Just as we discussed researching funding organizations, you can use those same resources here to partner with a charitable organization. Whether you want to partner with another funding organization or not, knowing what you will and will not support are the most valuable pieces of information to a program. It will not only ensure you make a difference in the area you want to impact, but it will also steer you clear of charitable organizations that do not align with your goals.

There are also some unique nonprofit models that are sometimes a hybrid - both a funder and program. Look at the different United Way chapters across the nation. With over 1800 US affiliations, each entity focuses on fundraising, grantmaking, advocacy, and leveraging volunteer commitments to push systematic change in their communities and beyond. Jewish Federations are another example of these larger unique nonprofit models. Often, these organizations are awarding grants or disseminating support to programs at the front lines of the work, and they may also have volunteers or staff working at the front lines. 

Depending on your business goals, partnerships with these types of organizations could create greater leverage for your business while getting your brand in front of more members of your community, as these nonprofits are often well-networked throughout a city, county, or state. Furthermore, it might be worthwhile to partner with these entities on more significant issues that are perhaps more foreign to us both in content and location. For example, if you want to support the people of the Ukraine, you could look at programs like Jewish Federation of Palm Beach County or United Way Worldwide.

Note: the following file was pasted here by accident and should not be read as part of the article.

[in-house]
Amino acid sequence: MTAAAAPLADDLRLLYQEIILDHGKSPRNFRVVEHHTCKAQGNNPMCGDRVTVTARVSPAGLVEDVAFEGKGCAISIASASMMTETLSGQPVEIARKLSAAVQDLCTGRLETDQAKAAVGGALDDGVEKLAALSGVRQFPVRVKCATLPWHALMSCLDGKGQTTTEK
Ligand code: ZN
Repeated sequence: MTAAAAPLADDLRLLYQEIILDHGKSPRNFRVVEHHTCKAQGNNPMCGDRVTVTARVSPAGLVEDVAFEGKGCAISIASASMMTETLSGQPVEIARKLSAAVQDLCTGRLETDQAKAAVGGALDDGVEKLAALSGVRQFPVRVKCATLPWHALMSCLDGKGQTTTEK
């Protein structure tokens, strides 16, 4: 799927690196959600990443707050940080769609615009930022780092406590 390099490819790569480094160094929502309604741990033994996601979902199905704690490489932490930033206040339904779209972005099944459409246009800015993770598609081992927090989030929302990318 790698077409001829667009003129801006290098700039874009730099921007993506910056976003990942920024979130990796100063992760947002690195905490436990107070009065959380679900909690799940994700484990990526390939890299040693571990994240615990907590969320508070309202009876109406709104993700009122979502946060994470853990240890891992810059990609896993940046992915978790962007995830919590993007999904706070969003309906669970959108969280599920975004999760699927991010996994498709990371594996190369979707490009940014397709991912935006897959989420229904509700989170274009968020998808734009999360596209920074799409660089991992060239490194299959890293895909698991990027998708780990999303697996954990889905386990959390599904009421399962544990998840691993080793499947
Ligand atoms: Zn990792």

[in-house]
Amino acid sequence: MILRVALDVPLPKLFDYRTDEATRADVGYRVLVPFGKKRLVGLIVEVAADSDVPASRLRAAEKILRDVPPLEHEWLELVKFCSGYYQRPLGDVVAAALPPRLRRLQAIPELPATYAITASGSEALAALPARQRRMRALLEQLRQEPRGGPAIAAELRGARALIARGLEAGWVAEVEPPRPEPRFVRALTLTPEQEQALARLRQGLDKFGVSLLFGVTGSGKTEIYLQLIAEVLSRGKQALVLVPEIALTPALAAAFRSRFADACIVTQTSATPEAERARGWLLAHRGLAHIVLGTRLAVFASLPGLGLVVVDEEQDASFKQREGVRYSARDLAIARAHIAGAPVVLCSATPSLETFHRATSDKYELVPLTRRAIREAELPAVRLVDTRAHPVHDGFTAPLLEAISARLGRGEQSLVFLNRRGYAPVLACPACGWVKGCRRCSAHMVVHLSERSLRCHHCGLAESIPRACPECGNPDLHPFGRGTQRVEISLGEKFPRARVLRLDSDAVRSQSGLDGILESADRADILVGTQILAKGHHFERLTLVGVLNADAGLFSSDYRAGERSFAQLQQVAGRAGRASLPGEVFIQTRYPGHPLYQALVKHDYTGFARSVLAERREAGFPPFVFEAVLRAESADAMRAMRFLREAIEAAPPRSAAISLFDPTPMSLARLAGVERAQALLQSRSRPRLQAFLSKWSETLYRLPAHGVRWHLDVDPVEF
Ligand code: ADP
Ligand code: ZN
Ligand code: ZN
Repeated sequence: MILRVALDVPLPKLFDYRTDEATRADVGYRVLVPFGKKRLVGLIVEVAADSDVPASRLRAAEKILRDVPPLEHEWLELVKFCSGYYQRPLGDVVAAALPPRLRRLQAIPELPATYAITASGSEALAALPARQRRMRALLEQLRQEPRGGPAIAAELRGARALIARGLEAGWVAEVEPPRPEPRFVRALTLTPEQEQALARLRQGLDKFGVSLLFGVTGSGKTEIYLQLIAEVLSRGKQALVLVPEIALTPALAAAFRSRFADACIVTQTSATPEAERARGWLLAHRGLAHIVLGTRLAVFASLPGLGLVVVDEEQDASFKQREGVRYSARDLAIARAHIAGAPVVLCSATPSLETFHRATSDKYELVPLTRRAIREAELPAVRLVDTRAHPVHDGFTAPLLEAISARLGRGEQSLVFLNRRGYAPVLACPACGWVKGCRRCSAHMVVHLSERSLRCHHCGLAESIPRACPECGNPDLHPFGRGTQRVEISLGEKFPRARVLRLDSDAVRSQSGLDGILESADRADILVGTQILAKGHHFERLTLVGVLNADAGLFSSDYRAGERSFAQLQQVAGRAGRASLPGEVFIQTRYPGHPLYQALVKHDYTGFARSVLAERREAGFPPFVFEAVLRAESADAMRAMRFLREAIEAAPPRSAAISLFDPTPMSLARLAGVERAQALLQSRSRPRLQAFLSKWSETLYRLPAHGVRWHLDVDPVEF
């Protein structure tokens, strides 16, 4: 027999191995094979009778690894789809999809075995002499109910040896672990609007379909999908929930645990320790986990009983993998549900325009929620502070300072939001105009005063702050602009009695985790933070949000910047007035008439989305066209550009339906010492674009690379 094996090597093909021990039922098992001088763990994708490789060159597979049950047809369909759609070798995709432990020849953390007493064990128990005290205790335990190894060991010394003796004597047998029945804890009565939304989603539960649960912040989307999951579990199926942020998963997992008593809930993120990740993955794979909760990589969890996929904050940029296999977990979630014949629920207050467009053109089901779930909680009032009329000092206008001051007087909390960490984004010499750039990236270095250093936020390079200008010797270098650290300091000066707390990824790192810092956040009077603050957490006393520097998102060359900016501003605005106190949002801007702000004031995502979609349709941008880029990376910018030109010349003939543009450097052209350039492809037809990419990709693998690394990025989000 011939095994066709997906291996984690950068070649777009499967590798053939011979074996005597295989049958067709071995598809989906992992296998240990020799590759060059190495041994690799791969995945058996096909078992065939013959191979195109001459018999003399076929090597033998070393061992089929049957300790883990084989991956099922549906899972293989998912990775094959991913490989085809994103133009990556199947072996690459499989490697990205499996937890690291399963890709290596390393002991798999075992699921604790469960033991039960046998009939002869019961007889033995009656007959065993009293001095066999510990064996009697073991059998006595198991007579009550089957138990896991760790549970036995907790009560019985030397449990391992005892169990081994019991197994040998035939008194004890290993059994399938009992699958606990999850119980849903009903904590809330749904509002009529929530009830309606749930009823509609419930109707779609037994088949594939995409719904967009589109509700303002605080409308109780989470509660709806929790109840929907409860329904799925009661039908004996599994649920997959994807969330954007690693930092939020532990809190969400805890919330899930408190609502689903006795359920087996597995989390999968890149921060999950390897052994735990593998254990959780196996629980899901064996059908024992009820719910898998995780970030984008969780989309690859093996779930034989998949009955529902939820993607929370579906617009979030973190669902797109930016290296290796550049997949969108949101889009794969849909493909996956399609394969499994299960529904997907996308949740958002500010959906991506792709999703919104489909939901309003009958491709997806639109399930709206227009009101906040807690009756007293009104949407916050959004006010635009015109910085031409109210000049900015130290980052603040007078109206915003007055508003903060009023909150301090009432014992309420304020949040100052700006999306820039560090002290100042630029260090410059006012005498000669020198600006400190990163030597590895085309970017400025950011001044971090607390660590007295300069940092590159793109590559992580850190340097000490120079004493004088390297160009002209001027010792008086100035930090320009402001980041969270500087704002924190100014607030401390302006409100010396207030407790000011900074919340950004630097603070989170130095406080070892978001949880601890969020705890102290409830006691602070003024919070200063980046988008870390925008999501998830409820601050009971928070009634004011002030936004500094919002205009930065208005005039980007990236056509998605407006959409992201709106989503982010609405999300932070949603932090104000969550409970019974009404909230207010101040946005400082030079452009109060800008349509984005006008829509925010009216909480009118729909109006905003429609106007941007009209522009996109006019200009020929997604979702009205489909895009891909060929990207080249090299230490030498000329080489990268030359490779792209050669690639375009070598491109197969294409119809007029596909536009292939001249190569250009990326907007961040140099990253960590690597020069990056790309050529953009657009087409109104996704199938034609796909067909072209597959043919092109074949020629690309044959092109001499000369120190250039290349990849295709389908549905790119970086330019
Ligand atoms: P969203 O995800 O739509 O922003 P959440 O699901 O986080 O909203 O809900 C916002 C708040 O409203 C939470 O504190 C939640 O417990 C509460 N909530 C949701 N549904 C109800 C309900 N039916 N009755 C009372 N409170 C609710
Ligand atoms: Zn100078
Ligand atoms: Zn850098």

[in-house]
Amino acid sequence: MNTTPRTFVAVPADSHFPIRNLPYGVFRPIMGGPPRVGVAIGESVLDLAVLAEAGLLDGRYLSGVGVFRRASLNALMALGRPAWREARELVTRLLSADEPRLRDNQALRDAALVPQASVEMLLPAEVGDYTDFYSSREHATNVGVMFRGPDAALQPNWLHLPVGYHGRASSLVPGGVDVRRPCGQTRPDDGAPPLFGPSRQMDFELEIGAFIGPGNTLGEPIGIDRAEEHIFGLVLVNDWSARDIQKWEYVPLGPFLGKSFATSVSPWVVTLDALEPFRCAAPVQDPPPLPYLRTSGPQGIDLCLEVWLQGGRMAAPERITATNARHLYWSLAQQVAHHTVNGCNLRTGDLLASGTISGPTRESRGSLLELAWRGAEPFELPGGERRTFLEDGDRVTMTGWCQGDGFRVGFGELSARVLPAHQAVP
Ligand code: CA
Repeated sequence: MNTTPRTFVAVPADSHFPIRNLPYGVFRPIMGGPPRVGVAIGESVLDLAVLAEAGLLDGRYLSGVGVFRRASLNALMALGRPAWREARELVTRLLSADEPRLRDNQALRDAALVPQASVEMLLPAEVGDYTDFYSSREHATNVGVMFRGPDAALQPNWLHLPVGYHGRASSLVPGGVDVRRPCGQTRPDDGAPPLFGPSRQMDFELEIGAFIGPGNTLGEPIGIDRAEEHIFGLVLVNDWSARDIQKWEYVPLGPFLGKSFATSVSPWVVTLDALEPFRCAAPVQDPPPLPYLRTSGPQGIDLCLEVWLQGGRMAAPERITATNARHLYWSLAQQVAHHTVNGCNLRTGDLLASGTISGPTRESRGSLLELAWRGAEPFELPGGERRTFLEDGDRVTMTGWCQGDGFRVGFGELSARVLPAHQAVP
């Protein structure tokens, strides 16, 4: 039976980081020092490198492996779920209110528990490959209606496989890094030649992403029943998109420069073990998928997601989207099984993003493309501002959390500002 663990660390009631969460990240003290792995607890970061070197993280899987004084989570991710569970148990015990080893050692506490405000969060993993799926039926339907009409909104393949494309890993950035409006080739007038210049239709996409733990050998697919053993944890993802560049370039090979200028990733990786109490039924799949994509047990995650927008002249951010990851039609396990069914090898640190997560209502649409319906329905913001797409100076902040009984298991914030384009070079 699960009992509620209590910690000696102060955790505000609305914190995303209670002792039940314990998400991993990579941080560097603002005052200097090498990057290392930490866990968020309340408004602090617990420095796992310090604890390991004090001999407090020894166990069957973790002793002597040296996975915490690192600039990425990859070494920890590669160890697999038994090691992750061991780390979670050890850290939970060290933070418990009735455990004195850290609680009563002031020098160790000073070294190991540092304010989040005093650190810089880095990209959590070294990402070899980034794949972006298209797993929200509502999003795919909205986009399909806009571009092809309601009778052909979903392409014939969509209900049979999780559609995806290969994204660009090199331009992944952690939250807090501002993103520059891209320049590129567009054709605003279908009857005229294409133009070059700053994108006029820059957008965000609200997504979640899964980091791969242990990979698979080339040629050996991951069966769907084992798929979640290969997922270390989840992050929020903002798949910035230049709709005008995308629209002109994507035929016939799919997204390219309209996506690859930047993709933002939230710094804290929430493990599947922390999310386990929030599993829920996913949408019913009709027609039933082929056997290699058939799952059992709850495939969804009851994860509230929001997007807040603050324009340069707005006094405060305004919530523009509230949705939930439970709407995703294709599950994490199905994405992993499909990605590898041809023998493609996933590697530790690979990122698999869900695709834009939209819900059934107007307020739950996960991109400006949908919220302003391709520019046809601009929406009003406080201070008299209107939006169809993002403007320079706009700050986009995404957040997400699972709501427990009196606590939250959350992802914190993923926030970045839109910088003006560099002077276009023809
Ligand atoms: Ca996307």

We cannot achieve our goals on our own. As you grow your business, think about how you want to help the community and what impact you want your brand to have. Chances are, your business needs a nonprofit partnership or two to solidify and grow its legacy. Each of us plays a specific role in accelerating progress; we need each other. Together, the for-profit and nonprofit worlds can build lasting positive impact.